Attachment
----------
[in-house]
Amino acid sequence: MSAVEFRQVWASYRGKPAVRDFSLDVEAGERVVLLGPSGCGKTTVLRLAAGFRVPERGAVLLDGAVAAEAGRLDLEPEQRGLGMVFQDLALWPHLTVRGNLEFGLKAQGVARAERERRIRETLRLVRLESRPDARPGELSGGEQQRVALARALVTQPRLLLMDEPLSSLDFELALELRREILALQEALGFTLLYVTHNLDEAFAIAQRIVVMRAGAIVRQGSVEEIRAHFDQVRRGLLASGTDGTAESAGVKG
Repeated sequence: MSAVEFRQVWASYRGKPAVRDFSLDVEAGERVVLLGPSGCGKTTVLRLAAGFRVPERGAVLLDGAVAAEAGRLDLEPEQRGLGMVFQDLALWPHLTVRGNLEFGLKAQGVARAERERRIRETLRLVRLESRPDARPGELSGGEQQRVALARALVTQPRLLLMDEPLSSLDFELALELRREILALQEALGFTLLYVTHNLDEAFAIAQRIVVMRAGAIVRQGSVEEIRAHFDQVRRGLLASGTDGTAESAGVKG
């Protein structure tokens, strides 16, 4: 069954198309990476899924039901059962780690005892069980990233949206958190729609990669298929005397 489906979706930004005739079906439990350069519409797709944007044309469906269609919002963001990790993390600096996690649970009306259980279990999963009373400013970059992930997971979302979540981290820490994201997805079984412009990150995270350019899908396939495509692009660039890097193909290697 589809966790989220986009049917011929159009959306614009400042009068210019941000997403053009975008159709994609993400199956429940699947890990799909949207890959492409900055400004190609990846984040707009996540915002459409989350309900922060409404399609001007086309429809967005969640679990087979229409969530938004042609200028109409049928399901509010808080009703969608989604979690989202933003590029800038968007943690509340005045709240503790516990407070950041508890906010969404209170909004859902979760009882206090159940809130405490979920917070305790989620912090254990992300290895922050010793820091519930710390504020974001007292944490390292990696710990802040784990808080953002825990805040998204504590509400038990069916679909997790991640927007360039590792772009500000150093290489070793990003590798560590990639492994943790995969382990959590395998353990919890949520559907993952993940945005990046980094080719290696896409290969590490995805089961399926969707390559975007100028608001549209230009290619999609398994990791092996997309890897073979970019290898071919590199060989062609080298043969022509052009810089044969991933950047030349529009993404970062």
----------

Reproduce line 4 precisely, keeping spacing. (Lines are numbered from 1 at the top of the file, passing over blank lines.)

């Protein structure tokens, strides 16, 4: 069954198309990476899924039901059962780690005892069980990233949206958190729609990669298929005397 489906979706930004005739079906439990350069519409797709944007044309469906269609919002963001990790993390600096996690649970009306259980279990999963009373400013970059992930997971979302979540981290820490994201997805079984412009990150995270350019899908396939495509692009660039890097193909290697 589809966790989220986009049917011929159009959306614009400042009068210019941000997403053009975008159709994609993400199956429940699947890990799909949207890959492409900055400004190609990846984040707009996540915002459409989350309900922060409404399609001007086309429809967005969640679990087979229409969530938004042609200028109409049928399901509010808080009703969608989604979690989202933003590029800038968007943690509340005045709240503790516990407070950041508890906010969404209170909004859902979760009882206090159940809130405490979920917070305790989620912090254990992300290895922050010793820091519930710390504020974001007292944490390292990696710990802040784990808080953002825990805040998204504590509400038990069916679909997790991640927007360039590792772009500000150093290489070793990003590798560590990639492994943790995969382990959590395998353990919890949520559907993952993940945005990046980094080719290696896409290969590490995805089961399926969707390559975007100028608001549209230009290619999609398994990791092996997309890897073979970019290898071919590199060989062609080298043969022509052009810089044969991933950047030349529009993404970062």